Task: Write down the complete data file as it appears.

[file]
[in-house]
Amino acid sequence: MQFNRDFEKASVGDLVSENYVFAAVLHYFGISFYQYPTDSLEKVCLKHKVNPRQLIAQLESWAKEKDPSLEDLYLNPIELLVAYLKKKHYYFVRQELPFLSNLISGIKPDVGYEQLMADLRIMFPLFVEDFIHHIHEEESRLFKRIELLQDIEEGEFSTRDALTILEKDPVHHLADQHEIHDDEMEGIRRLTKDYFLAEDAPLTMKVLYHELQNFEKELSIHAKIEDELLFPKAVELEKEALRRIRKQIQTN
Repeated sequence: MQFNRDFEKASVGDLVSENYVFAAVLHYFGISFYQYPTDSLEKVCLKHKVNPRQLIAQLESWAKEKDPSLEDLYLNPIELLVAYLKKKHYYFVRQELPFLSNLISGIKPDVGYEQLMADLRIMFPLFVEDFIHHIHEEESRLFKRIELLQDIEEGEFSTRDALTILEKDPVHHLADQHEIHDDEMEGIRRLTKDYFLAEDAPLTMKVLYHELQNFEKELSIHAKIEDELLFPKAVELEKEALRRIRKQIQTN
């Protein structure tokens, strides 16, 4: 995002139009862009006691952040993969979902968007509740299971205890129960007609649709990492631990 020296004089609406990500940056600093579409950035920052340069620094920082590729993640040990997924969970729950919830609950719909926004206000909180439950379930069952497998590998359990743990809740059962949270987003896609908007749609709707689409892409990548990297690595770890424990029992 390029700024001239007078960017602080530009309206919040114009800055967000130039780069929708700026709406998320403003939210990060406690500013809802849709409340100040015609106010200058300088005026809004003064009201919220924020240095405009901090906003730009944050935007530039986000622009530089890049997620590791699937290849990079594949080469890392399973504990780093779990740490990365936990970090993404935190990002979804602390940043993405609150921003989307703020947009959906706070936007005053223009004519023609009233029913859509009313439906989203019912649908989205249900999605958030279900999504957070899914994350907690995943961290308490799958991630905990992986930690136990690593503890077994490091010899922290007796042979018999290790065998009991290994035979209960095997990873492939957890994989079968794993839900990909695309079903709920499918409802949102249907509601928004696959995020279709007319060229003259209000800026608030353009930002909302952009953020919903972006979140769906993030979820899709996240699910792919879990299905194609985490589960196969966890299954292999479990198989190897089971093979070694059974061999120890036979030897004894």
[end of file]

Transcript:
[in-house]
Amino acid sequence: MQFNRDFEKASVGDLVSENYVFAAVLHYFGISFYQYPTDSLEKVCLKHKVNPRQLIAQLESWAKEKDPSLEDLYLNPIELLVAYLKKKHYYFVRQELPFLSNLISGIKPDVGYEQLMADLRIMFPLFVEDFIHHIHEEESRLFKRIELLQDIEEGEFSTRDALTILEKDPVHHLADQHEIHDDEMEGIRRLTKDYFLAEDAPLTMKVLYHELQNFEKELSIHAKIEDELLFPKAVELEKEALRRIRKQIQTN
Repeated sequence: MQFNRDFEKASVGDLVSENYVFAAVLHYFGISFYQYPTDSLEKVCLKHKVNPRQLIAQLESWAKEKDPSLEDLYLNPIELLVAYLKKKHYYFVRQELPFLSNLISGIKPDVGYEQLMADLRIMFPLFVEDFIHHIHEEESRLFKRIELLQDIEEGEFSTRDALTILEKDPVHHLADQHEIHDDEMEGIRRLTKDYFLAEDAPLTMKVLYHELQNFEKELSIHAKIEDELLFPKAVELEKEALRRIRKQIQTN
């Protein structure tokens, strides 16, 4: 995002139009862009006691952040993969979902968007509740299971205890129960007609649709990492631990 020296004089609406990500940056600093579409950035920052340069620094920082590729993640040990997924969970729950919830609950719909926004206000909180439950379930069952497998590998359990743990809740059962949270987003896609908007749609709707689409892409990548990297690595770890424990029992 390029700024001239007078960017602080530009309206919040114009800055967000130039780069929708700026709406998320403003939210990060406690500013809802849709409340100040015609106010200058300088005026809004003064009201919220924020240095405009901090906003730009944050935007530039986000622009530089890049997620590791699937290849990079594949080469890392399973504990780093779990740490990365936990970090993404935190990002979804602390940043993405609150921003989307703020947009959906706070936007005053223009004519023609009233029913859509009313439906989203019912649908989205249900999605958030279900999504957070899914994350907690995943961290308490799958991630905990992986930690136990690593503890077994490091010899922290007796042979018999290790065998009991290994035979209960095997990873492939957890994989079968794993839900990909695309079903709920499918409802949102249907509601928004696959995020279709007319060229003259209000800026608030353009930002909302952009953020919903972006979140769906993030979820899709996240699910792919879990299905194609985490589960196969966890299954292999479990198989190897089971093979070694059974061999120890036979030897004894």